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Posts Tagged ‘taxpayer’

Some of the things that I’ve come across or heard in the last few days:

  • A granny was robbed of gold necklace after she collected her grandchild from our school nursery. Lunchtime yesterday.
  • A friend’s business was burgled a few days ago. When police came round to look at the break-in they smelt something suspicious. They raided the unit next door and found a cannabis factory.
  • 2 men (dad and an uncle?) were taking a young lad, maybe six years old, to the ice-cream van, just as school was out and streams of kids were passing and queuing. They were dressed in t-shirts bearing what I have found are sometimes called ‘comedy‘ phrases. I wasn’t very amused myself. I don’t shop at Blue Inc, or I’d be boycotting their business.
  • A kid who thought that ‘the taxpayer’ would pay for our broken windows, so it wasn’t such a big issue after all.

And these are just the stories that I can tell in public. The evil and brokenness around us here can sometimes be heartbreaking. Despite that, we are encouraged regularly. This week some kind builders have been supplying us with wooden pallets (for burning and for storing logs on) and some tree surgeons gave us a tree that they’d been chopping down. Vicarage warmth is assured for next winter.

Like every week at the Vicarage, it’s been a fair old mix, but perhaps more of a mix than most people enjoy. It makes me remember that old hymn and resolve to employ my heart and tongue as I should.

Through all the changing scenes of life,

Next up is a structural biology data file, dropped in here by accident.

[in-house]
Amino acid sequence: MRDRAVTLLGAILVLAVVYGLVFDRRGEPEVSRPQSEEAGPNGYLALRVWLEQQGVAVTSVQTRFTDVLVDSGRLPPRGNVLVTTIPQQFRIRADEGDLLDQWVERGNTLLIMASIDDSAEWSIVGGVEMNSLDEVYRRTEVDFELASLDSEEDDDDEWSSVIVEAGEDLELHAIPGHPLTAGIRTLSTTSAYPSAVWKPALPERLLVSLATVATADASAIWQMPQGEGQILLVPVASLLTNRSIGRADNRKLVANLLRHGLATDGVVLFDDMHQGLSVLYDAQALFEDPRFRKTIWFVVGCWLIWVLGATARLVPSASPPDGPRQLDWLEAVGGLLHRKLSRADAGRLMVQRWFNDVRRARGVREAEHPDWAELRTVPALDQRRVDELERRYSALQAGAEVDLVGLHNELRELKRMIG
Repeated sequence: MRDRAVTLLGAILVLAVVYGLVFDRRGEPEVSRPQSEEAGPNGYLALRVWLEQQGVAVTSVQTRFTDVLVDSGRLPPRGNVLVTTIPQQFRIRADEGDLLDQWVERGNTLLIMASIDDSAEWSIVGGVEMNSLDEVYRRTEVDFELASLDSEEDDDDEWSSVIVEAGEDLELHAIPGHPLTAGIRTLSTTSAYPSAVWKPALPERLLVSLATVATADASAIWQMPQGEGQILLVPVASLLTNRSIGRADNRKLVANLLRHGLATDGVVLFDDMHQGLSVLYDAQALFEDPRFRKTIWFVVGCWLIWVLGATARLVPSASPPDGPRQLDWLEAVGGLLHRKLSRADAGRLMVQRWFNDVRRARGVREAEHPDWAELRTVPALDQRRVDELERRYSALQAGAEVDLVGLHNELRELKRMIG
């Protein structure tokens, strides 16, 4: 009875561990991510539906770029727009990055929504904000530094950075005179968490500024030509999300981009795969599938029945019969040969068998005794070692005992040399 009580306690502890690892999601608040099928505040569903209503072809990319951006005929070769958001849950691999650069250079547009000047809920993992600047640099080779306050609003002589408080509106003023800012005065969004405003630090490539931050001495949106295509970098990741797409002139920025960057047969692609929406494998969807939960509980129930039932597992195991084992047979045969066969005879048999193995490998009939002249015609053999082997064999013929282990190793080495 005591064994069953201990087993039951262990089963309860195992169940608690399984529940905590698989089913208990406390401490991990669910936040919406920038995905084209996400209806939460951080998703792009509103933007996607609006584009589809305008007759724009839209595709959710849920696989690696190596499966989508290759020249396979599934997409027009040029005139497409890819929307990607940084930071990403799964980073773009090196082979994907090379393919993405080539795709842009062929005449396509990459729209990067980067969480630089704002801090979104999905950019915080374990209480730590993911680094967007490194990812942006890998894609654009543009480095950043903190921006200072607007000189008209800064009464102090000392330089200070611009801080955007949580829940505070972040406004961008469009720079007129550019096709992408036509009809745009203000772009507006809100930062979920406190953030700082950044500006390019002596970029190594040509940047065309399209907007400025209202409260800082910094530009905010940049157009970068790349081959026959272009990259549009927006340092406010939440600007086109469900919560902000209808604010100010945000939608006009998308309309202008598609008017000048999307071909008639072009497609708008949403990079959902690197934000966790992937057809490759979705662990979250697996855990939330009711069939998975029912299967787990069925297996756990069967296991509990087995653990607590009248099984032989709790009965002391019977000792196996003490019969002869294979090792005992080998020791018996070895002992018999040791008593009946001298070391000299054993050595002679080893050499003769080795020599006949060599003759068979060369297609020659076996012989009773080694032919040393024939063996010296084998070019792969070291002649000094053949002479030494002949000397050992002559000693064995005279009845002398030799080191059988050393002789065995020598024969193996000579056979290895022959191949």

in trouble and in joy,
the praises of my God shall still
my heart and tongue employ.

Nahum Tate and Nicholas Brady

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Today in the Vicarage we had two reminders of how our  tax money gets wasted by the government itself and by individuals in our society on behalf of everyone else.

Firstly the Vicar had his PAYE Coding Notice come through from HM Revenue and Customs. This was corrected from the erroneous one we received two weeks ago, which gave palpitations to approximately 7000 Church of England clergy around the country as it almost halved their tax-free allowancee.

I wonder how much money sending out a replacement letter cost? The guesses on the grapevine cite the closure of the specialist clergy tax team as a reason for the error. Whatever the cause, it caused unnecessary stress and extra government-funded work. Not really good enough HMRC.

The other instance was that of a friend, who had spent the morning with a lady from the Benefits office. The friend had been reported for not declaring income from work. Actually, this was voluntary work she’d been doing, for which she received no remuneration. Once she’d explained to the Benefits Agency lady what remuneration meant, the lady was happy with her explanation (which was accompanied by a letter from the folk she was volunteering for) and left.